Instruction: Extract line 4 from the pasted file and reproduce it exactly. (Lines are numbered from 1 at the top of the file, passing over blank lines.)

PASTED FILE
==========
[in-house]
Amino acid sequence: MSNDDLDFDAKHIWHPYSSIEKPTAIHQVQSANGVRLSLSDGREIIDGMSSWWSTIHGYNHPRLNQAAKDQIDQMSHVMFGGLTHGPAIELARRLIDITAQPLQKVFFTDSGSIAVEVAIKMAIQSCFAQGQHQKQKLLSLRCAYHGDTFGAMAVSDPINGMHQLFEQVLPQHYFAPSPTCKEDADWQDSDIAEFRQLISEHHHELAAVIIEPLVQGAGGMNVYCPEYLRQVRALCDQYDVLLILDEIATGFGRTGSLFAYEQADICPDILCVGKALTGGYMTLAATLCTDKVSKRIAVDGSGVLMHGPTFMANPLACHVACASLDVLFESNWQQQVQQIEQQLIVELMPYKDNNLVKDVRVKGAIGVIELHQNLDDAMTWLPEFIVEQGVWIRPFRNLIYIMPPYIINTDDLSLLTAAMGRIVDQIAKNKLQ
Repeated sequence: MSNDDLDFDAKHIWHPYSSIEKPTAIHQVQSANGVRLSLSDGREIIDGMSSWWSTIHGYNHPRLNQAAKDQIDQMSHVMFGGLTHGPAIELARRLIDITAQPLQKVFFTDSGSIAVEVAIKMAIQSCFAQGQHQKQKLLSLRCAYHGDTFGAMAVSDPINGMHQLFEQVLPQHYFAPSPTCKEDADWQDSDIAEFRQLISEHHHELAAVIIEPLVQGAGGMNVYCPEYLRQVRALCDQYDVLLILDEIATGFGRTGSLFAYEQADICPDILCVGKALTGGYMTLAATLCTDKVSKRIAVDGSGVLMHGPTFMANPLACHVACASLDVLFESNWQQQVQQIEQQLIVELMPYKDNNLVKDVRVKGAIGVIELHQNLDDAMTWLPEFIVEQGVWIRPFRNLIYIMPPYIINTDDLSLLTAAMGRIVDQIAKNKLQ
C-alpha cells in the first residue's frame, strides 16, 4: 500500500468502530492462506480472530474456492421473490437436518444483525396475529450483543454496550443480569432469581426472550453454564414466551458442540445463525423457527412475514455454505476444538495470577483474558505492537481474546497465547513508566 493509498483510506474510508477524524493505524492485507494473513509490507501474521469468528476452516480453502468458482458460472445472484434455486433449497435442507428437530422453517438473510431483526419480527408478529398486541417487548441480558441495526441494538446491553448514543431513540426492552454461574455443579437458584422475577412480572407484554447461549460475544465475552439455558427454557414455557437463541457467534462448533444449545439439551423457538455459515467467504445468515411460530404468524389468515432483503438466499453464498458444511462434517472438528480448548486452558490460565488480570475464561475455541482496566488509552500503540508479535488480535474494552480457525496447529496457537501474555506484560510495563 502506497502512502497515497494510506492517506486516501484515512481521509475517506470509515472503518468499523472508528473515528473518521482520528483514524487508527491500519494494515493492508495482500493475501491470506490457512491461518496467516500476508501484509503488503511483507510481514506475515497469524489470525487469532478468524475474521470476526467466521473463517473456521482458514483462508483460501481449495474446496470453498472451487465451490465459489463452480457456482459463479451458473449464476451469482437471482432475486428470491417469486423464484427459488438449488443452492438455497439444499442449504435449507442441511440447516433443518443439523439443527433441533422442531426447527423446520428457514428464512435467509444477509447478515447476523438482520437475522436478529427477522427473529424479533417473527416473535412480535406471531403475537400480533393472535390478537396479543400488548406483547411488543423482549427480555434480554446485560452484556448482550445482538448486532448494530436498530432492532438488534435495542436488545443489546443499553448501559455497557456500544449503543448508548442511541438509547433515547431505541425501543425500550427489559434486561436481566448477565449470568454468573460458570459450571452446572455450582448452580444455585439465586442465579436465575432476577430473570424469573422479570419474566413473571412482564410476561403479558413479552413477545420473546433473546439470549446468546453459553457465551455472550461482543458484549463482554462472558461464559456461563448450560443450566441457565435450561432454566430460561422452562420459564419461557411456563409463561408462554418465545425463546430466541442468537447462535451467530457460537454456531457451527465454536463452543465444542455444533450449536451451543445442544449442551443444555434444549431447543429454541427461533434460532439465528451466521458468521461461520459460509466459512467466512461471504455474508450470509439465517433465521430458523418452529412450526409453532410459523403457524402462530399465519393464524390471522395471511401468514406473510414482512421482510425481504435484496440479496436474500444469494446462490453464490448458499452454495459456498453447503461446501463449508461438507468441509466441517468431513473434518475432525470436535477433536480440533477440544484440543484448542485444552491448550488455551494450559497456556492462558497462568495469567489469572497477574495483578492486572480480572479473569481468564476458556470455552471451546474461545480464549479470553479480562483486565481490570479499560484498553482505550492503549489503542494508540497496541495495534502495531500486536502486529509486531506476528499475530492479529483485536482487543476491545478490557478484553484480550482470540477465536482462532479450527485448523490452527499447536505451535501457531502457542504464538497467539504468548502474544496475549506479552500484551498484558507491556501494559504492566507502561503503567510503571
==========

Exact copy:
C-alpha cells in the first residue's frame, strides 16, 4: 500500500468502530492462506480472530474456492421473490437436518444483525396475529450483543454496550443480569432469581426472550453454564414466551458442540445463525423457527412475514455454505476444538495470577483474558505492537481474546497465547513508566 493509498483510506474510508477524524493505524492485507494473513509490507501474521469468528476452516480453502468458482458460472445472484434455486433449497435442507428437530422453517438473510431483526419480527408478529398486541417487548441480558441495526441494538446491553448514543431513540426492552454461574455443579437458584422475577412480572407484554447461549460475544465475552439455558427454557414455557437463541457467534462448533444449545439439551423457538455459515467467504445468515411460530404468524389468515432483503438466499453464498458444511462434517472438528480448548486452558490460565488480570475464561475455541482496566488509552500503540508479535488480535474494552480457525496447529496457537501474555506484560510495563 502506497502512502497515497494510506492517506486516501484515512481521509475517506470509515472503518468499523472508528473515528473518521482520528483514524487508527491500519494494515493492508495482500493475501491470506490457512491461518496467516500476508501484509503488503511483507510481514506475515497469524489470525487469532478468524475474521470476526467466521473463517473456521482458514483462508483460501481449495474446496470453498472451487465451490465459489463452480457456482459463479451458473449464476451469482437471482432475486428470491417469486423464484427459488438449488443452492438455497439444499442449504435449507442441511440447516433443518443439523439443527433441533422442531426447527423446520428457514428464512435467509444477509447478515447476523438482520437475522436478529427477522427473529424479533417473527416473535412480535406471531403475537400480533393472535390478537396479543400488548406483547411488543423482549427480555434480554446485560452484556448482550445482538448486532448494530436498530432492532438488534435495542436488545443489546443499553448501559455497557456500544449503543448508548442511541438509547433515547431505541425501543425500550427489559434486561436481566448477565449470568454468573460458570459450571452446572455450582448452580444455585439465586442465579436465575432476577430473570424469573422479570419474566413473571412482564410476561403479558413479552413477545420473546433473546439470549446468546453459553457465551455472550461482543458484549463482554462472558461464559456461563448450560443450566441457565435450561432454566430460561422452562420459564419461557411456563409463561408462554418465545425463546430466541442468537447462535451467530457460537454456531457451527465454536463452543465444542455444533450449536451451543445442544449442551443444555434444549431447543429454541427461533434460532439465528451466521458468521461461520459460509466459512467466512461471504455474508450470509439465517433465521430458523418452529412450526409453532410459523403457524402462530399465519393464524390471522395471511401468514406473510414482512421482510425481504435484496440479496436474500444469494446462490453464490448458499452454495459456498453447503461446501463449508461438507468441509466441517468431513473434518475432525470436535477433536480440533477440544484440543484448542485444552491448550488455551494450559497456556492462558497462568495469567489469572497477574495483578492486572480480572479473569481468564476458556470455552471451546474461545480464549479470553479480562483486565481490570479499560484498553482505550492503549489503542494508540497496541495495534502495531500486536502486529509486531506476528499475530492479529483485536482487543476491545478490557478484553484480550482470540477465536482462532479450527485448523490452527499447536505451535501457531502457542504464538497467539504468548502474544496475549506479552500484551498484558507491556501494559504492566507502561503503567510503571